Galerie Thaddaeus Ropac is pleased to announce the upcoming exhibition of Ilya and Emilia Kabakov, The Canon, opening Saturday August 30 at 11:00 in the presence of the artists. This new body of paintings completed in 2007 continues the artists previous exploration of scenes from daily life, landscapes and city scales presented within the minimalist structure of white grids filling the picture plane. This is a continuation of the artists vision, as seen in earlier paintings and installations where the sense of whiteness, both as a literal and metaphoric structure, provides a platform for the articulation of other more painterly ideas.

From the beginning of his work as a childrens book illustrator in Russia, the white page has often been a fulcrum in the ideology of his work. It is both the ground upon which the artist stands to express his perception of the moment , and it has been his cloak, the fabric in which he can hide his true nature and character. It is both a place for story telling, and a place that denies this at the same time. In The Canon we see Kabakov in his boldest position thus far, the paintings are almost entirely white with a square grid pattern on the surface. In one of these window-like spaces we see a snowy landscape painted in pastel tones, in another three people sit on a bench looking out to sea. The prosaic aspect of these scenes is abrubtly rubbing up against the rigidity of the minimalist canon. White on white. Abstraction, monochromatic painting.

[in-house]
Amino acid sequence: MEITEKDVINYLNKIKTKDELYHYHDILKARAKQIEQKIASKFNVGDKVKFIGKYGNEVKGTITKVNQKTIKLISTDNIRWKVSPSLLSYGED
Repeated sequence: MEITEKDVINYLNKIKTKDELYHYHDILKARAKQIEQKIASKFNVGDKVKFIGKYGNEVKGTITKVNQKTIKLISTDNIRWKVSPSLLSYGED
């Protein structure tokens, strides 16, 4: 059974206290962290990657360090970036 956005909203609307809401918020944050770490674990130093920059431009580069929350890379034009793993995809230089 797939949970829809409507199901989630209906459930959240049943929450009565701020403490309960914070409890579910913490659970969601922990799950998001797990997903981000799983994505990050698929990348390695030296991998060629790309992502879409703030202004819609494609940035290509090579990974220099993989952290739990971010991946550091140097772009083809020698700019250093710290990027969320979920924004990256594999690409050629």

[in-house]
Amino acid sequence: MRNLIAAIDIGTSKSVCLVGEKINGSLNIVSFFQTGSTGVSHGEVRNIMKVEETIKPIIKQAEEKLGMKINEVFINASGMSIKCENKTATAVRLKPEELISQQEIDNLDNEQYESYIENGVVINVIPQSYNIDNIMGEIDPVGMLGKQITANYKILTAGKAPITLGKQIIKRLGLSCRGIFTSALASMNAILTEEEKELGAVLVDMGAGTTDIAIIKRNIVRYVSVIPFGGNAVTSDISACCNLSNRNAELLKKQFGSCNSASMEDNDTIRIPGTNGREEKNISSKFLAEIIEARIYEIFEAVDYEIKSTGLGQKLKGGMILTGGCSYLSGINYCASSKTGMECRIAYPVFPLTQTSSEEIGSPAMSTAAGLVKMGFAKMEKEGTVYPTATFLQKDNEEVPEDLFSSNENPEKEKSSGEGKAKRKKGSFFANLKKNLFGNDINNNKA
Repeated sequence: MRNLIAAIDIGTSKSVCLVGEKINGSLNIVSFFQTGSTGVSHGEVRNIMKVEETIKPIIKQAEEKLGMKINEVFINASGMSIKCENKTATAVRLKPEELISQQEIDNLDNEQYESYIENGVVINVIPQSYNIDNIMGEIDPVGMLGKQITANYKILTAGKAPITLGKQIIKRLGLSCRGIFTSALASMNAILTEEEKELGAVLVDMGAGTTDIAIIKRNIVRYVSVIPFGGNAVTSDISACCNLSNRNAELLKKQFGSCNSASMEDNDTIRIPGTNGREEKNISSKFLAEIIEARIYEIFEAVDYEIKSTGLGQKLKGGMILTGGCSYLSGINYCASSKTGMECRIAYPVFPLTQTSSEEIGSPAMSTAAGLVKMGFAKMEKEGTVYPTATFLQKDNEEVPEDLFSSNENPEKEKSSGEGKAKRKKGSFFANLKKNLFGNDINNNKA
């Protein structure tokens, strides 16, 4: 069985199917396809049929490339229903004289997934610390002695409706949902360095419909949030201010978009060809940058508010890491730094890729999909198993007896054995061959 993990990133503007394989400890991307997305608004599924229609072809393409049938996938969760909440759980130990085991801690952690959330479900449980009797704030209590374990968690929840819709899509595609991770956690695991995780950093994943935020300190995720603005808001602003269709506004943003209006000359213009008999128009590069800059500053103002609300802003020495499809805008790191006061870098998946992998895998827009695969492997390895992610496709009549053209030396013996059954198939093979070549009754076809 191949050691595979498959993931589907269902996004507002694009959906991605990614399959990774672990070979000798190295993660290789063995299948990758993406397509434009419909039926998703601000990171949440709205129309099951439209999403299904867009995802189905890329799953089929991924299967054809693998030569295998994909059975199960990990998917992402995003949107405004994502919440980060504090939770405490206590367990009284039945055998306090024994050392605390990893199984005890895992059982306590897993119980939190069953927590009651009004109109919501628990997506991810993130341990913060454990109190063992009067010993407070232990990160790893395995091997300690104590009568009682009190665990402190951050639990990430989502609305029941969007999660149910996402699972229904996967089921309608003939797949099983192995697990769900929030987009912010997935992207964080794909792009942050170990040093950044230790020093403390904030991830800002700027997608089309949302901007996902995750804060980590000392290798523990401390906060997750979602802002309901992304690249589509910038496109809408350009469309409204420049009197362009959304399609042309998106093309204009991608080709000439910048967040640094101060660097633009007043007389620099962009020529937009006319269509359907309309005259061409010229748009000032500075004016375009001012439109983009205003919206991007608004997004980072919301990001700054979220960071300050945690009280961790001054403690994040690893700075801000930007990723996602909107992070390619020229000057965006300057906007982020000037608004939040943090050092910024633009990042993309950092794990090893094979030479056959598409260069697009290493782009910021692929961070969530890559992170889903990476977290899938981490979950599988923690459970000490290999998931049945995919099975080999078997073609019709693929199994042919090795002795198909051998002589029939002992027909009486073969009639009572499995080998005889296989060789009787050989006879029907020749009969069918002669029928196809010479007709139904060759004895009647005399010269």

Most recently in a far more romantic vein, Kabakov began working on this dichotomy between white and a pictorial memory, in his Under the Snow paintings from 2003-5. In these works the white was snow, and the images fleeting as they popped through the picture plane randomly, almost like elements in a fairy tale. The Canon is more didactic and severe. The ground is purposeful not natural, there is no reference to snow directly, although of course the color is always connected to it. But we sense the rigors of conceptual art drawn and quartered on the paintings surfaces. The images are emblems. The artist is telling us something about the richness of what is not monochrome. And it is painted with the elegance of a master. We want to see more but our vision is cut by the frame.

Three additional works, the Broken Glass Paintings will also be on view. These are white paintings with skewed lines across the surface like a broken window pane, in the small triangular areas where the windows might have deep holes, the artist again gives us small landscapes to look at. The colors are fanciful, merry in a way, almost a decorative palette. But the notion of breakage, of shattering is a violent one, and the bucolic imagery of these works is uncomfortable yet seductive at the same time.

The exhibition in Salzburg will be accompanied by an illustrated catalogue with texts by Maria Baibakova and Norman Rosenthal.

The Kabakovs will have their Retrospective opening in Moscow September 15-18. The exhibition on Salzburg is an introduction to some of the new works that will be on view there, at the Pushkin Museum where the Gates will be seen, and the CCC Moscow-Melnikov Garage where the Alternative History and the Red Wagon will be presented.